A UNITED NATIONS AGENCY smacked Hollywood last week with a rolled-up parchment, adopting a "cultural diversity" convention that says countries may subsidize or shelter their local creative industries. To the U.S. government -- joined only by Israel in voting against the document -- the United Nations Educational, Scientific and Cultural Organization's convention was thinly veiled protectionism. To the 148 countries that voted in favor, it was a rebuke of the American entertainment industry and its aggressive promotions overseas.
A snapshot from Kuala Lumpur last year makes it easy to understand the rest of the world's concern -- and the futility of the U.N.'s convention. To promote the summer blockbuster "Spider-Man 2," Sony Pictures blanketed Malaysia's capital city with larger-than-life-sized posters for the film. It was a blitz that no filmmaker in the fading local movie industry could hope to match, and no U.N. convention could stop.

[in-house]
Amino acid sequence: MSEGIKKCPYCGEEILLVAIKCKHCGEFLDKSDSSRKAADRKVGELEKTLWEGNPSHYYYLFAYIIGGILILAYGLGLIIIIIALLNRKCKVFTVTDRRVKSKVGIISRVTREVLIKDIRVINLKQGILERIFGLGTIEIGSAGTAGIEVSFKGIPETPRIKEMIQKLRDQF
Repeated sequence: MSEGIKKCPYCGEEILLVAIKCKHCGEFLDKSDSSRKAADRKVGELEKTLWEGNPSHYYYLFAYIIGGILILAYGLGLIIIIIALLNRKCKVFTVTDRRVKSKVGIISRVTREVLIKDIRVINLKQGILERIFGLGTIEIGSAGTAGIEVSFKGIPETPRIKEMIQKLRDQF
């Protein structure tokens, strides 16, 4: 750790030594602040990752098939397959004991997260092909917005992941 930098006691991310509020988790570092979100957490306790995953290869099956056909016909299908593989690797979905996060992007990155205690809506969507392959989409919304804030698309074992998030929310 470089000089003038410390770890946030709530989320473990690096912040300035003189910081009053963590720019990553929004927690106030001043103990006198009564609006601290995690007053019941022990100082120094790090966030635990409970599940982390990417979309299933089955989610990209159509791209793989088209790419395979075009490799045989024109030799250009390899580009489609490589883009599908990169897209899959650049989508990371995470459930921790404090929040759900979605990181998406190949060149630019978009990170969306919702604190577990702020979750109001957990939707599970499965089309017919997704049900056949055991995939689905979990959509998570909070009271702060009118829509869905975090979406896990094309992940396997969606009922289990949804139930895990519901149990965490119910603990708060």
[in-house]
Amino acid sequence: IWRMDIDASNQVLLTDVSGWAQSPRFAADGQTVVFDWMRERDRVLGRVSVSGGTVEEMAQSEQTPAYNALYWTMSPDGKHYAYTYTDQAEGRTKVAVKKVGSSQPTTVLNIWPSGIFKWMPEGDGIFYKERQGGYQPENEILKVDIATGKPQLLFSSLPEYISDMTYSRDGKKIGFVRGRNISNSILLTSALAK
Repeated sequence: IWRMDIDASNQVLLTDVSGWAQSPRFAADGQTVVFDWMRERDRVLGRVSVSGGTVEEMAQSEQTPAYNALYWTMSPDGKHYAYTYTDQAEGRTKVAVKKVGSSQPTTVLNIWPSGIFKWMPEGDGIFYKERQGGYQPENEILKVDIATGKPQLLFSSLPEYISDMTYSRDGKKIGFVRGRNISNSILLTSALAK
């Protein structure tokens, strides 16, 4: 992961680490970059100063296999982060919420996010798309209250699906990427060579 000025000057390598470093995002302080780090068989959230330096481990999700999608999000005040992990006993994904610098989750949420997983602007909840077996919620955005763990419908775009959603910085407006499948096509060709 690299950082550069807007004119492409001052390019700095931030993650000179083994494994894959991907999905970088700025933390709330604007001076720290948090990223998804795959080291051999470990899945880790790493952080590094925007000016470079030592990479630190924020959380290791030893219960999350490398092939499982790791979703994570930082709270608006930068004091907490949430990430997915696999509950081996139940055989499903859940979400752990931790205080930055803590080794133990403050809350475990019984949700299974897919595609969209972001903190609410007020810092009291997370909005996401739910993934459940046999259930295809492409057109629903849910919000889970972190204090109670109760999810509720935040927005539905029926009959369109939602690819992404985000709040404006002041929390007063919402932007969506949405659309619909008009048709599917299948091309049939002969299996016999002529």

The convention was sought by Canada and France, two ardent advocates of protecting local film, TV and music industries against the onslaught of tasteless American media. Although the convention says it does not override existing trade agreements, opponents say it could encourage countries to provide more subsidies for domestic artists and crack down further on imported American entertainment.